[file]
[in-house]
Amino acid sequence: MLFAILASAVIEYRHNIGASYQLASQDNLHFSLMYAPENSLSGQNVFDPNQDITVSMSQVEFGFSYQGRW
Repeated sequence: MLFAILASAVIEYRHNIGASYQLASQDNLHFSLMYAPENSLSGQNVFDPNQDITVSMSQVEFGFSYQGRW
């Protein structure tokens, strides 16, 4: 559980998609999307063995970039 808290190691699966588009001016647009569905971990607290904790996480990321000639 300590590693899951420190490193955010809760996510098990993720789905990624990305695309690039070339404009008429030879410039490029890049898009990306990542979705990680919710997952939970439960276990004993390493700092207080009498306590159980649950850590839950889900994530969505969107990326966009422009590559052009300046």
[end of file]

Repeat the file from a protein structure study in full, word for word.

[in-house]
Amino acid sequence: MLFAILASAVIEYRHNIGASYQLASQDNLHFSLMYAPENSLSGQNVFDPNQDITVSMSQVEFGFSYQGRW
Repeated sequence: MLFAILASAVIEYRHNIGASYQLASQDNLHFSLMYAPENSLSGQNVFDPNQDITVSMSQVEFGFSYQGRW
């Protein structure tokens, strides 16, 4: 559980998609999307063995970039 808290190691699966588009001016647009569905971990607290904790996480990321000639 300590590693899951420190490193955010809760996510098990993720789905990624990305695309690039070339404009008429030879410039490029890049898009990306990542979705990680919710997952939970439960276990004993390493700092207080009498306590159980649950850590839950889900994530969505969107990326966009422009590559052009300046």